“Someday financial markets will decline...rising stock/bond markets will no longer be government policy. QE will end and money won’t be free. Corporate failure will be permitted. The economy will turn. Someday, somewhere, somehow, investors will lose money and once again come to favor capital preservation over speculation. Someday, interest rates will be higher, bond prices lower, and the prospective return from owning fixed-income instruments will again be commensurate with risk.” Seth Klarman
Friday, February 26, 2016
My Mutual Disability Insurance Policy vs. Your Medical Association Discount Policy: It Matters
(Photo credit: Werner Elmker, Fairfield, Iowa)
(This is the first article in a series on income protection /
disability insurance. It is a somewhat condensed version of a series of
articles to come.)
The number one thing to understand about insurance is that quality is not available without personal service. It’s simply too complex. Try to find quality on the internet. I have. Each person’s financial circumstance is unique. In my experience, the internet products are not only inadequate, they are not even comparable…but they are…beguiling.
First, let’s briefly ask the question: WHY do you want income protection?
Your ability to work is the most valuable asset you own.
Let’s prove it.
Earning 200k per year for the next 35 years is a $7M ASSET.
If you owned a $7M home, would you insure it?
Now, let’s compare two sample disability insurance policies. We’ll call them My Mutual and My Medical Association Discount policies. Let’s see how well they protect your $7M asset, in the most critical provision in your entire policy—partial or temporary disability coverage.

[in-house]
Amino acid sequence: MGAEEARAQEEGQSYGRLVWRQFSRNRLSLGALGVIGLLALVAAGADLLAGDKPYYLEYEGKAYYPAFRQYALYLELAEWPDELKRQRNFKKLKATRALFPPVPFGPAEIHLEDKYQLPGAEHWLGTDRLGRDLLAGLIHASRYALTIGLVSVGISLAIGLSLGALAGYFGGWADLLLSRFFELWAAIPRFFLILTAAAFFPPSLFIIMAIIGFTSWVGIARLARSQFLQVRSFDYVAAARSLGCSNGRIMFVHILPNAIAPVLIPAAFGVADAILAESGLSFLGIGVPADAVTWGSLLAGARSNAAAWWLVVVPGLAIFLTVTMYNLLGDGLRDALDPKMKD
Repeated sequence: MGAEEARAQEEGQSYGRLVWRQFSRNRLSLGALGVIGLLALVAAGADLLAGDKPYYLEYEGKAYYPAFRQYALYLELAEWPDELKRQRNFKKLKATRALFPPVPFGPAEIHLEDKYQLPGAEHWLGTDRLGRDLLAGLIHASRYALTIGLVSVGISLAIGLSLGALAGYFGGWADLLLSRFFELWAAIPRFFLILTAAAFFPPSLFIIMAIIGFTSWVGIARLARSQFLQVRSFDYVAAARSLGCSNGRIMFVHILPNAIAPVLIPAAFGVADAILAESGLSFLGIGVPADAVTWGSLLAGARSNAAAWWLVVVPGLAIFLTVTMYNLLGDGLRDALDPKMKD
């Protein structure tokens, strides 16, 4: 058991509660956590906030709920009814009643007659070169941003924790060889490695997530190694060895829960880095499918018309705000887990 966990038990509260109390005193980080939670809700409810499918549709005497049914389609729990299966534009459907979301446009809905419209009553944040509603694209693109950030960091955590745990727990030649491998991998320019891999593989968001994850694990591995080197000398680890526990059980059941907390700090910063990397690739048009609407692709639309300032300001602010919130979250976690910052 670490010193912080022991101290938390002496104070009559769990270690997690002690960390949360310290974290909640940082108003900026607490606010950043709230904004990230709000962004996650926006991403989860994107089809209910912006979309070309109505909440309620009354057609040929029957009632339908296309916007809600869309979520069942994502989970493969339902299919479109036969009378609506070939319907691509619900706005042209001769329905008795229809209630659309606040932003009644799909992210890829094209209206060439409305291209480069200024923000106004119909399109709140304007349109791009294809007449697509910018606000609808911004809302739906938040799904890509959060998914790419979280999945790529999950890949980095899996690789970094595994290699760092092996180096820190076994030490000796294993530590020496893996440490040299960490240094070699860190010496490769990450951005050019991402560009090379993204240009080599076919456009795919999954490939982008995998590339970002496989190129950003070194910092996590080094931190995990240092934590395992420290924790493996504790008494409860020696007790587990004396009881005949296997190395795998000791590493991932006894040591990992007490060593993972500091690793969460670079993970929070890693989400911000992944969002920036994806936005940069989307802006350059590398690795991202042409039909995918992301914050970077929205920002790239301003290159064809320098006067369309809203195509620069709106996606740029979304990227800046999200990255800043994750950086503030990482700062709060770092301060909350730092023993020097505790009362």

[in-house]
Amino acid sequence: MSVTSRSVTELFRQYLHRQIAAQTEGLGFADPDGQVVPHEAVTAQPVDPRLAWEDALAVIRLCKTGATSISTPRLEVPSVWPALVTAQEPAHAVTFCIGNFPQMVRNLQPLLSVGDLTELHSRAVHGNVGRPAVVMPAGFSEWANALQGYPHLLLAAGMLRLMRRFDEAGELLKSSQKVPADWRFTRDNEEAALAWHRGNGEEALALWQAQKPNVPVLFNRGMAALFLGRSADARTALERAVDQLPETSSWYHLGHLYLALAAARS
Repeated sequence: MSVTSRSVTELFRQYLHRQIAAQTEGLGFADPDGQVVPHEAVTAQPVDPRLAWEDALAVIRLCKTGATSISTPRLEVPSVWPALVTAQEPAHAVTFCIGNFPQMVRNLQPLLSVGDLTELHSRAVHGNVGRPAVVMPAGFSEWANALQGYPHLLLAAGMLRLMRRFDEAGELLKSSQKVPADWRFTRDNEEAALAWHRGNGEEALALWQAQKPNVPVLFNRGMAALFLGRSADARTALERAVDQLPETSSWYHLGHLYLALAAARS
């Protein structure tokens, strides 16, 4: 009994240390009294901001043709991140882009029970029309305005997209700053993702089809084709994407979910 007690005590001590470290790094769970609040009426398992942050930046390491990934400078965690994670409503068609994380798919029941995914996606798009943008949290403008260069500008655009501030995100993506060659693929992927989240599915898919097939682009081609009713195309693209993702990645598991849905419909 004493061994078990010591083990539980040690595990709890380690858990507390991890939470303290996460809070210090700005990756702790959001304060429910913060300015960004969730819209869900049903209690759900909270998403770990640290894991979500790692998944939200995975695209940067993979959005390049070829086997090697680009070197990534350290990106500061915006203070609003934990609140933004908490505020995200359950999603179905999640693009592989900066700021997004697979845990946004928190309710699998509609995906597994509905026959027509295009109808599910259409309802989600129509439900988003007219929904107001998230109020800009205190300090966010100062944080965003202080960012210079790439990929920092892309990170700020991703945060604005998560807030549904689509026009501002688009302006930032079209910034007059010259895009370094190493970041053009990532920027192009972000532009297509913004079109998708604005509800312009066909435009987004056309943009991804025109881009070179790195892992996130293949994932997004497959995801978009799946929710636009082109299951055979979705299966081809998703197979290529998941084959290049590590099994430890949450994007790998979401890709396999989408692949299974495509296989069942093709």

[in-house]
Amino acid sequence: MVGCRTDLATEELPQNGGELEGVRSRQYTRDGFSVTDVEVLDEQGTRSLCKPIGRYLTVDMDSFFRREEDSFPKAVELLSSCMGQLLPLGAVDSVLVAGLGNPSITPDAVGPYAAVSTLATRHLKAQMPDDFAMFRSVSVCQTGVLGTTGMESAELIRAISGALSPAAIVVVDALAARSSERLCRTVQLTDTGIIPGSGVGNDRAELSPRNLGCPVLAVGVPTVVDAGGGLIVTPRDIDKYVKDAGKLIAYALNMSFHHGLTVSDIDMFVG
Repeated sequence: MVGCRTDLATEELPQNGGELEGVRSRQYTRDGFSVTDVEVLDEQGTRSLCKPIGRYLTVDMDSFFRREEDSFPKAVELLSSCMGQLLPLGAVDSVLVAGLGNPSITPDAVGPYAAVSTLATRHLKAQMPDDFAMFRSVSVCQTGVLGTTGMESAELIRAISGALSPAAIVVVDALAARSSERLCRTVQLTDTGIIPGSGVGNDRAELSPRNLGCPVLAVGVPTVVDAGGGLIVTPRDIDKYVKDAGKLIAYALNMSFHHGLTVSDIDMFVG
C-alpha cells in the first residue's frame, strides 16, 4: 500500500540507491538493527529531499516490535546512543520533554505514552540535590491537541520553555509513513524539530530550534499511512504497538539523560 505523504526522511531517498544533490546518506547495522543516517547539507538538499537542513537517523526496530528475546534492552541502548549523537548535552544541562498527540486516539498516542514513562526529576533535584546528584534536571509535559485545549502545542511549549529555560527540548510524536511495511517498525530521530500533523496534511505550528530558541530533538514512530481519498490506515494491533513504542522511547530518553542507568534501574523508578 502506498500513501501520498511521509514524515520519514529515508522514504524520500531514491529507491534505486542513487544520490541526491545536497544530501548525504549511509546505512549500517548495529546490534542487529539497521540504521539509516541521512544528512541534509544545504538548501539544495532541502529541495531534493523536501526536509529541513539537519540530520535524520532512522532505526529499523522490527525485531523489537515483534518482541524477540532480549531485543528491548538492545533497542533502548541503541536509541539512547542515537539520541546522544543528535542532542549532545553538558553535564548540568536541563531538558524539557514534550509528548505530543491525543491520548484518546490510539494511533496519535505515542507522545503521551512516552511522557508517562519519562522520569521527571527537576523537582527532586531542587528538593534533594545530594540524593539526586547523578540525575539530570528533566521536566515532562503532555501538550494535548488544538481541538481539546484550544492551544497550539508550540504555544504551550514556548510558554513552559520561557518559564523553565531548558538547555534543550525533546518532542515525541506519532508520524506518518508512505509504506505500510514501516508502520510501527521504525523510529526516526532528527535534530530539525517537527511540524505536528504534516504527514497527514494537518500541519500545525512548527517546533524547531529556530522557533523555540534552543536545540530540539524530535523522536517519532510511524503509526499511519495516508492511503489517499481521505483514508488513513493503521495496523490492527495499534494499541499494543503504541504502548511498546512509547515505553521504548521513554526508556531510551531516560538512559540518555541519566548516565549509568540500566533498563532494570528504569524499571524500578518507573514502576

PARTIAL DISABILITY BENEFITS?
My Mutual Disability Policy: Yes. The Gold Standard.
Medical Association Discount: Yes. Kind of….
What do you think is more likely to happen during your working lifetime: 100% disability with an inability to do anything, permanently?
… OR …
Temporary (i.e. serious illness, then recovery) or partial disability?
So where do you think you should have a STRONG contract in case you need it? This is THE MOST CRITICAL part of your disability insurance contract.
I cannot emphasize this enough!
The Medical Association Discount Policy will cover a loss in income if it exceeds 20% of your income. And ONLY IF you first receive benefits for TOTALdisability. (Read CAREFULLY.)
On the other hand, My Mutual DOES NOT REQUIRE TOTAL DISABILITY FIRST, for benefits. To qualify, they require 1 of 3 possibilities: loss of the ability to perform 1 main duty OR loss of 15% of your income OR the loss of 15% of your time.
On top of that, the MINIMUM they will pay you for the first 12 months is50% of your benefit or the actual loss, WHICHEVER IS GREATER.
After 12 months, benefits are proportionate to the loss of income. At any time,the full benefit will be paid if the loss is greater than 75%.
ANOTHER CRITICAL POINT for physicians. How will the insurance company determine how much my monthly benefit amount is?
Most disability insurers will only go back 12-24 months, maybe 3 years, often based on your tax return filings. Suppose the last couple of years were not so good, but prior to that your income was excellent.